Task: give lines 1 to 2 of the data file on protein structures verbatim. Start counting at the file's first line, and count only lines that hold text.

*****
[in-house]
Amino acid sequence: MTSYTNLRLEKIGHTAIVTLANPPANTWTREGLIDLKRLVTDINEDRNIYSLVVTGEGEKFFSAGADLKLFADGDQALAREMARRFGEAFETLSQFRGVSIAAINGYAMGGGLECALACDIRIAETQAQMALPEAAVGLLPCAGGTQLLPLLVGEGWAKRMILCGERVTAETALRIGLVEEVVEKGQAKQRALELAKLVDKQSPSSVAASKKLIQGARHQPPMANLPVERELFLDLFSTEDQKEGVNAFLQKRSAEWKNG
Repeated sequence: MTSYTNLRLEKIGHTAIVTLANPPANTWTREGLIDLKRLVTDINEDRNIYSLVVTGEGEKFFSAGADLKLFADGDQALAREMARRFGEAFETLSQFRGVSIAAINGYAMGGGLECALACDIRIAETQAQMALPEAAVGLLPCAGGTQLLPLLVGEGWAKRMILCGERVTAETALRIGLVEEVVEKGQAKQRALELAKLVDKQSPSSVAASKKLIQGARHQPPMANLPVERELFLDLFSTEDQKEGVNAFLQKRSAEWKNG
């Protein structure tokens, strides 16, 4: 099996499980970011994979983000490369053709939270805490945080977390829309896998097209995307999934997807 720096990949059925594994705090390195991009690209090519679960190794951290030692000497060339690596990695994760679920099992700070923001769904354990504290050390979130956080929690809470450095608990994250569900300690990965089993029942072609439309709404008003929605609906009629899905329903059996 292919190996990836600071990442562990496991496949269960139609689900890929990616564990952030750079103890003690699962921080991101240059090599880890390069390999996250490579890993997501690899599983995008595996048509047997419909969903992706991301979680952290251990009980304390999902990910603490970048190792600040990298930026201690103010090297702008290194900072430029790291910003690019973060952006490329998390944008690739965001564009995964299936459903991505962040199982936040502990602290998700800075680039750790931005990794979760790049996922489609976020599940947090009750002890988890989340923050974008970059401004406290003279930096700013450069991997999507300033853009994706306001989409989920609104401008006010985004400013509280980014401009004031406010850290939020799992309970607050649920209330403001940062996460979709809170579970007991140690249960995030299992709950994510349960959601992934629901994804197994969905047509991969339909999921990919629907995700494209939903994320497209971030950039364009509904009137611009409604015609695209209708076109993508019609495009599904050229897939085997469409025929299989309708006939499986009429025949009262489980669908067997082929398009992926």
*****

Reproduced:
[in-house]
Amino acid sequence: MTSYTNLRLEKIGHTAIVTLANPPANTWTREGLIDLKRLVTDINEDRNIYSLVVTGEGEKFFSAGADLKLFADGDQALAREMARRFGEAFETLSQFRGVSIAAINGYAMGGGLECALACDIRIAETQAQMALPEAAVGLLPCAGGTQLLPLLVGEGWAKRMILCGERVTAETALRIGLVEEVVEKGQAKQRALELAKLVDKQSPSSVAASKKLIQGARHQPPMANLPVERELFLDLFSTEDQKEGVNAFLQKRSAEWKNG